By Carol McCracken (Post # 629)
Children will be excited to learn that once again they can dress up in their favorite pajamas and ride the Polar Express train with their families along the Portland waterfront. All the fun starts the day after Thanksgiving, November 26th. As last year, the train leaves from the Hancock Street platform next to the Ocean Gateway Pier which is serving as the train depot. The Polar Express is hosted by the Maine Narrow Gauge Railroad Co. & Musum for which it is the major fundraiser.
After leaving the train depot, the Express travels along Casco Bay on the Eastern Promenade. Holiday decorations along the train’s route light up the night. Guests on board meet the conductor, have hot chocolate and cookies, listen to a reading of the magical story over the train’s sound system and sing carols. The train will pick up Santa from a special outpost of the North Pole and he will ride back with everyone to the train station. Every child will recieve a special bell on board the train. The ride lasts about 40 minutes and the entire experience about 90 minutes.
“There will be fewer partners working with us this year,” said Brian Durham, president of the railroad board recently. Rather, joining the festivities will be the Maine Interior Design Assocation. The “MIDA” will be decorating each of the seven coaches to be used in the Polar Express. They will be decorated in holiday decor from vividly brilliant fabrics to hand-made ornament bouquets to golden bells ringing along the rails. Passengers are on the Polar Express will receive hot chocolate and cookies. Hot dogs and hot cider will be for sale inside the Ocean Gateway.
By way of background information, this year marks the sixteenth year that the narrow gauge railroad has celebrated the holidays in this location. Although the railroad arrived at the bottom of the Hill in 1993, it wasn’t until 1994 that the first Christmas Train ran. Original board member and father of a young boy, Gil Wilcox was sufficiently inspired by the 1985 classic, “The Polar Express” that he encouraged the museum to run its own annual Christmas Train for children. This was viewed as a major accomplishment since the musuem had been founded only the year before, September of 1993.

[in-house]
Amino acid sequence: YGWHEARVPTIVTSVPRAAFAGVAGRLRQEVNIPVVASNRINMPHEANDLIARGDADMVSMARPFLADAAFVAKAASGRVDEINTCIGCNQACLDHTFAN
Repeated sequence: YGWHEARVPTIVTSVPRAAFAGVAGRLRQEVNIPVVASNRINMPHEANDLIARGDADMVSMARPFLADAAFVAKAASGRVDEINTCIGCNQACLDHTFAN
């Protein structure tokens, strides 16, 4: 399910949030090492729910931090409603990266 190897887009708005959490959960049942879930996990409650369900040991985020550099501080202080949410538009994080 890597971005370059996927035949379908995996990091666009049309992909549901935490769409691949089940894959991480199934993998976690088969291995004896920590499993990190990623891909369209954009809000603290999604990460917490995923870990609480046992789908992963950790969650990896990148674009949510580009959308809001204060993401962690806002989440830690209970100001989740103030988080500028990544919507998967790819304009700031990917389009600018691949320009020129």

Between 1997 and 2000, a partnership developed that would serve as a model for all future holiday celebrations at the railroad. The Rotary Club of Portland and the museum combined manpower, talents and the Christmas Train to produce a new tradition – “Winterfest.” It was the idea of the Rotarians. This philanthropic non-profit was looking for a Portland venue in which it could set up a colorful lights display with an appropriate means of viewing the light show. The trains could provide an excellent vehicle from which passengers could “view over a million lights with displays bigger than life.” The Rotarians and the out-of-state Christmas Visions entered a revenue sharing contract for the displays along the show on the waterfront. The future looked as rosy and bright as the red cheeks of the children who ride the holiday trains.
It became a major event on the waterfront with Mayor George Campbell in 1997 flipping the switch that lit up the 20-30 ft. tall and up to 200 ft. wide displays along the Prom. There was a large heated tent used to shield the long line of passengers from the wind and cold. Each display had thousands of lights that sometimes were animated with shifting colors. However, the “heavy lifting” involved for the Rotarians who set up and took down the displays became a part of the Achilles heel of WinterFest by 2000. The labor intensive work as well as diminished profits for the two nonprofits called a halt to this fundraiser. In 2001, SantaFest came back to the Museum replacing WinterFest and some of the restrictions placed on the event by corporate sponsors; it had to be a secular observation with no Christmas carols and no Santa. Most were happy to return Santa to his proper place!
Three years ago, in 2007, the idea for The Polar Express was initiated and runs this year again – the original idea of a young father back in 1994.
For ticket pricing and schedule, please go to: www.PortTix.com or call 842-0800.